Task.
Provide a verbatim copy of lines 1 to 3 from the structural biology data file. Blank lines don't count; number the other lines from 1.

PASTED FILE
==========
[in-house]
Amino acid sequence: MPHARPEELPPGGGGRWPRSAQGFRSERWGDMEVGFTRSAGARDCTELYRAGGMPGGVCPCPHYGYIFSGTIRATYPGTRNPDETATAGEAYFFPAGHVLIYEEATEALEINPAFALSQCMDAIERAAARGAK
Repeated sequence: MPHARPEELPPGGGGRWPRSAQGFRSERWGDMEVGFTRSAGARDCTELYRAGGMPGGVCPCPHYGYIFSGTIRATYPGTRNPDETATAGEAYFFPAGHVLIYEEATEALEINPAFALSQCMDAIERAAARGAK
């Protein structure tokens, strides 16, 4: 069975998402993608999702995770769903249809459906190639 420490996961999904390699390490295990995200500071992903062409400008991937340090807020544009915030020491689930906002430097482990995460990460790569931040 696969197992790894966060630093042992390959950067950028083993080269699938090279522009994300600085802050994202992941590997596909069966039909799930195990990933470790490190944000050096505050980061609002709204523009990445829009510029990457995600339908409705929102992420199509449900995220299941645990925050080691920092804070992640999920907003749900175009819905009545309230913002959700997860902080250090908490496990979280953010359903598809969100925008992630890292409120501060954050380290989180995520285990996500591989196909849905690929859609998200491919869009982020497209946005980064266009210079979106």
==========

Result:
[in-house]
Amino acid sequence: MPHARPEELPPGGGGRWPRSAQGFRSERWGDMEVGFTRSAGARDCTELYRAGGMPGGVCPCPHYGYIFSGTIRATYPGTRNPDETATAGEAYFFPAGHVLIYEEATEALEINPAFALSQCMDAIERAAARGAK
Repeated sequence: MPHARPEELPPGGGGRWPRSAQGFRSERWGDMEVGFTRSAGARDCTELYRAGGMPGGVCPCPHYGYIFSGTIRATYPGTRNPDETATAGEAYFFPAGHVLIYEEATEALEINPAFALSQCMDAIERAAARGAK